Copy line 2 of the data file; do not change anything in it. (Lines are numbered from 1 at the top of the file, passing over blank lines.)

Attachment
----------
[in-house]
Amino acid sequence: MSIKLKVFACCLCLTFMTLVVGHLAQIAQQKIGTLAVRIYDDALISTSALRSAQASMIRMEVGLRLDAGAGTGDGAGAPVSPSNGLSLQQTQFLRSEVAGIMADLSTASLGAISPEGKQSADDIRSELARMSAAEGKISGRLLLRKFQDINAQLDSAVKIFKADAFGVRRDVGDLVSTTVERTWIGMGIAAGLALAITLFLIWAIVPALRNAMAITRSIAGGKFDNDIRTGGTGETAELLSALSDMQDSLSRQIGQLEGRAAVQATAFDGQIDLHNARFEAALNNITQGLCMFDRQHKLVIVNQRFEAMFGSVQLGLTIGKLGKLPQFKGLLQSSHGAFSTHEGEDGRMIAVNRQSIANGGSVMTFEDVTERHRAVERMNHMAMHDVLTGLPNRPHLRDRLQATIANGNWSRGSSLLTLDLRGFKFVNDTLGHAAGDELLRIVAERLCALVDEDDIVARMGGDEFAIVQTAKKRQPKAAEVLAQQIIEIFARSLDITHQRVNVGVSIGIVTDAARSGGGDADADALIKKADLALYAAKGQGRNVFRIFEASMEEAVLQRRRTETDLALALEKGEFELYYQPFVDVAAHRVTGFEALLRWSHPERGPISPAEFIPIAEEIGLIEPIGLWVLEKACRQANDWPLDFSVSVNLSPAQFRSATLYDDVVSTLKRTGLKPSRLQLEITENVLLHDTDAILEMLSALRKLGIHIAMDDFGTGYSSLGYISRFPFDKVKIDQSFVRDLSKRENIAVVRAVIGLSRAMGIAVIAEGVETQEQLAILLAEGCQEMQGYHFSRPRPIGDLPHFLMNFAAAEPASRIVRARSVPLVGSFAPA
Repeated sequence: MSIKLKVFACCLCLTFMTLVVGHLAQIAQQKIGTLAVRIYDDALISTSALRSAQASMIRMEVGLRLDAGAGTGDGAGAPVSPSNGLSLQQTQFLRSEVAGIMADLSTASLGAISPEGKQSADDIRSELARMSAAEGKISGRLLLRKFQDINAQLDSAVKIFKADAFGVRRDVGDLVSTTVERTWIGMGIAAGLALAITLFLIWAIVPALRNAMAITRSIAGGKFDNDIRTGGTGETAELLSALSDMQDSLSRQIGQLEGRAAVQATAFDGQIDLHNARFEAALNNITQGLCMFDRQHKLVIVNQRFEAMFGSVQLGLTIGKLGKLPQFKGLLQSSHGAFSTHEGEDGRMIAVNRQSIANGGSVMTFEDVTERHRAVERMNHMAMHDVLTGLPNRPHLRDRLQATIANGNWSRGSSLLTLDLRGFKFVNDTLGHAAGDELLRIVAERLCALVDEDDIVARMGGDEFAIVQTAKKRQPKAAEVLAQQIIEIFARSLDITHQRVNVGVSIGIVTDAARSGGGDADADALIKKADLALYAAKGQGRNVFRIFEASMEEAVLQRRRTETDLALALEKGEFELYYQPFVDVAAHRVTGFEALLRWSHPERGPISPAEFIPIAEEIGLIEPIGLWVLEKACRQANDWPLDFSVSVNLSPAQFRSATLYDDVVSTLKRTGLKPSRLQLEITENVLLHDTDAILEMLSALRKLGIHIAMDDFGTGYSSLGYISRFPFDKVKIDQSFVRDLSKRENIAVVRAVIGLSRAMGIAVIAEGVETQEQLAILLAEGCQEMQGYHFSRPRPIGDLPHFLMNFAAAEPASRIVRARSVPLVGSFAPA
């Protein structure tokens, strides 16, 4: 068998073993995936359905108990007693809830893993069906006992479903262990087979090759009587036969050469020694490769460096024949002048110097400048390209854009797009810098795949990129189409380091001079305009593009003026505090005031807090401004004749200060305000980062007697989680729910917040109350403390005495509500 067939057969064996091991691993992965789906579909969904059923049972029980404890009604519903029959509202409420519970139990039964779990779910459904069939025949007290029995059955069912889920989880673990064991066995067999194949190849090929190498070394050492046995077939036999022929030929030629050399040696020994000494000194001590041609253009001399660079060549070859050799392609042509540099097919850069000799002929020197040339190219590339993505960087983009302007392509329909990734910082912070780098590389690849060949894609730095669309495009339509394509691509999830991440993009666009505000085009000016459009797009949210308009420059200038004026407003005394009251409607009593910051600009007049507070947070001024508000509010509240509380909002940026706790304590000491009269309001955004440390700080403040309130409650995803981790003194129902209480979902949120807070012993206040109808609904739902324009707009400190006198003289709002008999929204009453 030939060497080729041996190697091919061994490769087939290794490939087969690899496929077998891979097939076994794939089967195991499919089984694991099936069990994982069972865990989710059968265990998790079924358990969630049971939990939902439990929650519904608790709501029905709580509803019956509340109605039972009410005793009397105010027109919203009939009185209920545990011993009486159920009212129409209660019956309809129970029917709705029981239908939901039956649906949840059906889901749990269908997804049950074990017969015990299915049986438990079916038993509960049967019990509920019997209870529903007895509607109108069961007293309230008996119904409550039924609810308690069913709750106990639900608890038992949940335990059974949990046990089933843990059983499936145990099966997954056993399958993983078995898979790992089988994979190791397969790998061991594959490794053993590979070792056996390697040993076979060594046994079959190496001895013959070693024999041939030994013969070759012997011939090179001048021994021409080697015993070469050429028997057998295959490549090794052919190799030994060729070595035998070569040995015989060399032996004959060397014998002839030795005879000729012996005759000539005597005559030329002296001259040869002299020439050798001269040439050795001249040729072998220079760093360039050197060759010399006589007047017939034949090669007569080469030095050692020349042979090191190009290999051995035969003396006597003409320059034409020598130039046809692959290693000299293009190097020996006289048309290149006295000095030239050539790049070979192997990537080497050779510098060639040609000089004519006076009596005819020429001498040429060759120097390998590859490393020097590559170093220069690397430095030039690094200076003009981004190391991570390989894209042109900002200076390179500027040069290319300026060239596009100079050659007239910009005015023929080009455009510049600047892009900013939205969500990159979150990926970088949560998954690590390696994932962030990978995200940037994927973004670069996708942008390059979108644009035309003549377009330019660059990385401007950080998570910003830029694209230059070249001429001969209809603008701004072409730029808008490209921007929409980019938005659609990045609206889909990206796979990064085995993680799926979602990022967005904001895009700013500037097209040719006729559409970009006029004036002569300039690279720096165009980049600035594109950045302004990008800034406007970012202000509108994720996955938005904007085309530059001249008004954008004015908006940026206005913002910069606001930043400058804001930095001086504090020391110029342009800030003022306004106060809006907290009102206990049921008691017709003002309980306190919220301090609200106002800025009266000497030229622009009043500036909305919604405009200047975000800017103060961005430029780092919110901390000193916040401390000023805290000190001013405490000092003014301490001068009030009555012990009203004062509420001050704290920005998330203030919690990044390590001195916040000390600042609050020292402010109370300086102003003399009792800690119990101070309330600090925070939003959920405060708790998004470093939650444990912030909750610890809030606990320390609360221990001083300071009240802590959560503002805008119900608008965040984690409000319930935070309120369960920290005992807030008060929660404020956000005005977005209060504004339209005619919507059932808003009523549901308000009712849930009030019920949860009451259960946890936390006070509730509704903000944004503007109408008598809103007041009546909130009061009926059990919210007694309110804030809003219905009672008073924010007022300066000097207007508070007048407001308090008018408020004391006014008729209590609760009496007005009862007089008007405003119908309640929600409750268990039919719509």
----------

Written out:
Amino acid sequence: MSIKLKVFACCLCLTFMTLVVGHLAQIAQQKIGTLAVRIYDDALISTSALRSAQASMIRMEVGLRLDAGAGTGDGAGAPVSPSNGLSLQQTQFLRSEVAGIMADLSTASLGAISPEGKQSADDIRSELARMSAAEGKISGRLLLRKFQDINAQLDSAVKIFKADAFGVRRDVGDLVSTTVERTWIGMGIAAGLALAITLFLIWAIVPALRNAMAITRSIAGGKFDNDIRTGGTGETAELLSALSDMQDSLSRQIGQLEGRAAVQATAFDGQIDLHNARFEAALNNITQGLCMFDRQHKLVIVNQRFEAMFGSVQLGLTIGKLGKLPQFKGLLQSSHGAFSTHEGEDGRMIAVNRQSIANGGSVMTFEDVTERHRAVERMNHMAMHDVLTGLPNRPHLRDRLQATIANGNWSRGSSLLTLDLRGFKFVNDTLGHAAGDELLRIVAERLCALVDEDDIVARMGGDEFAIVQTAKKRQPKAAEVLAQQIIEIFARSLDITHQRVNVGVSIGIVTDAARSGGGDADADALIKKADLALYAAKGQGRNVFRIFEASMEEAVLQRRRTETDLALALEKGEFELYYQPFVDVAAHRVTGFEALLRWSHPERGPISPAEFIPIAEEIGLIEPIGLWVLEKACRQANDWPLDFSVSVNLSPAQFRSATLYDDVVSTLKRTGLKPSRLQLEITENVLLHDTDAILEMLSALRKLGIHIAMDDFGTGYSSLGYISRFPFDKVKIDQSFVRDLSKRENIAVVRAVIGLSRAMGIAVIAEGVETQEQLAILLAEGCQEMQGYHFSRPRPIGDLPHFLMNFAAAEPASRIVRARSVPLVGSFAPA